Four actors play all the roles in the Barn Arts Collective’s adaptation of William Shakespeare’s “Twelfth Night,” which runs for one more weekend in the Bass Harbor performance space. PHOTO COURTESY OF BARN ARTS COLLECTIVE

Barn Arts aces the Bard

TREMONT — As perfect and polished as previous performances of “Twelfth Night” that I’ve seen have been, they were no more delightful than the zany version launched by the Barn Arts Collective last weekend in a little red barn in Bass Harbor. There, an audience of 40 or so packed against one wall in a hodge-podge of chairs and cushions.

Granted, a lot of that enjoyment is due to the play itself, one of the bard’s cleverest comedies, in which our heroine Viola and her look-alike brother, Sebastian, are shipwrecked and wash up on the shores of Duke Orsino’s realm. Each believing the other has perished, they make their way into town. Viola, unsure of the lay of the land here, disguises herself as a man. As Cesario, she hires herself out as a servant to the duke. Orsino is so taken with the comely lad that he enlists his help wooing the lovely Countess Olivia, who has zero interest in him but takes an instant shine to the pretty boy messenger. Viola, in turn, finds herself smitten by the duke.

And then Sebastian turns up.

All sorts of complications and hilarity ensue, aided and abetted by a pair of drunken lords, Sir Andrew and Sir Toby, Feste the fool, a jerk named Malvolio and Maria, a saucy wench.

Somehow, the Barn Arts folks have managed to pull off this complicated comedy with only four actors, Andrew Simon, Brittany Parker, Mélissa Smith and Chris Tyler, rather than the usual complement of a dozen or so. They do this in a manner that has preserved most of the Bard’s witty words and all of the fun. In fact, doubling and tripling up the roles adds considerably to that fun, especially with Simon playing both the Duke Orsino and his love interest Olivia, whom Simon plays without any draggy camping it up. The scene in which Olivia confesses her hopeless love for Cesario – whom she does not know is a woman – is actually very poignant, despite the actor looking ridiculous in an ugly gown and even uglier wig.

To aid the audience in identifying exactly who’s who, a video of character credits is projected onto the barn wall before the play begins. If some folks are still confused at the end of the first act, the company gives a brief synopsis of what happened before the start of the second act – also a hoot.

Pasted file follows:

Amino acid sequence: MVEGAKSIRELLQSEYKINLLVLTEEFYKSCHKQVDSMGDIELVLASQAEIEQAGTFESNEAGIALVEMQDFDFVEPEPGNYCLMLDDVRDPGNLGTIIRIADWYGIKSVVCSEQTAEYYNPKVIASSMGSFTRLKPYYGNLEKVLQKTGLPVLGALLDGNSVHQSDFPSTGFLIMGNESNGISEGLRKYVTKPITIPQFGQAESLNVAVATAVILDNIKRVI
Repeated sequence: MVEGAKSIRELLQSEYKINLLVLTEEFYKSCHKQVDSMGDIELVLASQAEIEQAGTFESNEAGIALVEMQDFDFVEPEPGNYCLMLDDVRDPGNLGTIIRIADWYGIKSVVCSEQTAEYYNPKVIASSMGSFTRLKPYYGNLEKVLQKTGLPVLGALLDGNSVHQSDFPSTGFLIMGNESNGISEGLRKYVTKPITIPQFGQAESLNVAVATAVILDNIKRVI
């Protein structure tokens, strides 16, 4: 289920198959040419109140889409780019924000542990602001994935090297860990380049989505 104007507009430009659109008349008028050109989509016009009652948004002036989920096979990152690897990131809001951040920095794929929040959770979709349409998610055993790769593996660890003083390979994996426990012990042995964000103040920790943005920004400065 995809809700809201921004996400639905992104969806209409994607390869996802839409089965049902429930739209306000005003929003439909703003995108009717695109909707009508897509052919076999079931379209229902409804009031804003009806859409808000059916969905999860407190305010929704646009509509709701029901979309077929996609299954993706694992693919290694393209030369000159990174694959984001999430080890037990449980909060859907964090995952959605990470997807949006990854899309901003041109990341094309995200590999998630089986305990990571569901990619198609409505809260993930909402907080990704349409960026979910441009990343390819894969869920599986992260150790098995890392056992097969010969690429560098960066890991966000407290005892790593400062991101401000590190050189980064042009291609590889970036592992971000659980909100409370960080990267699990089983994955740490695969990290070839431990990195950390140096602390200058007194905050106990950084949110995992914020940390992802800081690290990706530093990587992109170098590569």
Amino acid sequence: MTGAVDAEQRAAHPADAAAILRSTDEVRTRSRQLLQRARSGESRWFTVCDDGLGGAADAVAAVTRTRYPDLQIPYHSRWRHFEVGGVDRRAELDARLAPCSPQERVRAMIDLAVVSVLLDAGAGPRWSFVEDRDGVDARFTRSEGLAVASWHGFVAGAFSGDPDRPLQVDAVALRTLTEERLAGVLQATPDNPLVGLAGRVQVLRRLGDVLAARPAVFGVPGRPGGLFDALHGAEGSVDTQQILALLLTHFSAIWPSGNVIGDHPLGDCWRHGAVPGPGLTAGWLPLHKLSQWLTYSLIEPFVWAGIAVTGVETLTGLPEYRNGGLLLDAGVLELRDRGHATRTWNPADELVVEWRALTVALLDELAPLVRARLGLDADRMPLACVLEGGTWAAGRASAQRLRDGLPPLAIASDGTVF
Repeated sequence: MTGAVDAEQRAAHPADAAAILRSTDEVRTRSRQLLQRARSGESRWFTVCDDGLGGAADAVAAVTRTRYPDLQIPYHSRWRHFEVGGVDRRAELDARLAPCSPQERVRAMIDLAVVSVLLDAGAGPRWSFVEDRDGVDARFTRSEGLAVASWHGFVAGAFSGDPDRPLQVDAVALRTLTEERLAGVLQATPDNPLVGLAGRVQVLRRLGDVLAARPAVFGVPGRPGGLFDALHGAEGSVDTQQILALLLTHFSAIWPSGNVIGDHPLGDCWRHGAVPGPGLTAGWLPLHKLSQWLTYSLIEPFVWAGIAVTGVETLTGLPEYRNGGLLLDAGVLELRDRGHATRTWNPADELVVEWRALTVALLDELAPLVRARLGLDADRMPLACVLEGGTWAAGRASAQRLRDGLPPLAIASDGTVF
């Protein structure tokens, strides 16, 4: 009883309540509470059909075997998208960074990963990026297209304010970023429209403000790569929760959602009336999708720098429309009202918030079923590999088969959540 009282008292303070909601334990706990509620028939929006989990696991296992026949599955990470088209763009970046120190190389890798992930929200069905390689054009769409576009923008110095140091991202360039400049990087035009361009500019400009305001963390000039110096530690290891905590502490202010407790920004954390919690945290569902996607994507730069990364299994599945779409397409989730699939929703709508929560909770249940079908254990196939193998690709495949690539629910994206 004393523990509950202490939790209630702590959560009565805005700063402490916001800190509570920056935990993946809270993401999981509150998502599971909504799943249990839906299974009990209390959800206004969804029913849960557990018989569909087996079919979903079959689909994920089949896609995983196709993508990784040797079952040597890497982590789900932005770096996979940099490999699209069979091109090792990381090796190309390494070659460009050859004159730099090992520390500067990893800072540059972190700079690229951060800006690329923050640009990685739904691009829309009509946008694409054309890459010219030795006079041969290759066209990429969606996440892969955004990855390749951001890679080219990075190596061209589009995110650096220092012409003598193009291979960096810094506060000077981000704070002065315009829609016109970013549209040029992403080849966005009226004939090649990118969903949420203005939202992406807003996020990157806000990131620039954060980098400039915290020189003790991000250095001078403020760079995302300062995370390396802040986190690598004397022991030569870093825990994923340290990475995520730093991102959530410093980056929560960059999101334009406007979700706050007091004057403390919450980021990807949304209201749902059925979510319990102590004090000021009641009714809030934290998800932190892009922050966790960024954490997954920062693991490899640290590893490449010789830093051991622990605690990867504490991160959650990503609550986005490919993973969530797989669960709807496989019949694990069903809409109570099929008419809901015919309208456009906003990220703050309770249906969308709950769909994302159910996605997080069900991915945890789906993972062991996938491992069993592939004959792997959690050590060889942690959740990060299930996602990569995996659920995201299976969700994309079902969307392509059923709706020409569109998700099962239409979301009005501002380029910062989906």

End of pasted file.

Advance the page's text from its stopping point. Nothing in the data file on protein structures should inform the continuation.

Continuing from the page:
Highlights of the show include Sir Toby (Tyler) and Sir Andrew (Simon) behaving like a couple of wild and crazy guys; Malvolio (Smith), the pinched faced, imperious idiot showing off his yellow stockings after he is pranked into thinking his mistress Olivia has the hots for him. Another highlight is Sebastian and Olivia’s happy reunion, which has Parker talking to herself without once losing her place or the fast pace of the dialogue.

The only thing missing from this show was a half hour or so they cut out of the play. While the editing was done well, some great scenes ended up on the “cutting room floor.” Still, as much fun as that extra 30 minutes might have been for the audience, it likely would have killed the quartet of actors, all of whom earned gales of laughter throughout the performance and a well-deserved standing ovation at the end. Bravo!

The really great news here is that it’s not over, folks. The Barn Arts Collective has three more performances of “Twelfth Night” planned for next weekend, Friday and Saturday, Aug. 28 and 29, at 7 p.m., with another late-night performance on Saturday night.

On Sunday, Aug. 30, starting at 5 p.m., the seventh annual Hamilton Project gets underway. This is perhaps best described as a moveable feast of theatrical fare performed by 10 guest artists.

Also, over at the Criterion Theatre in Bar Harbor Thursdays and Saturdays through Sept. 5, at 11 a.m., the Barn Arts Collective will perform their interactive children’s show “We Run the Ship.”


Nan Lincoln

Nan Lincoln

The former arts editor at the Bar Harbor Times writes reviews and feature stories for The Ellsworth American and Mount Desert Islander.

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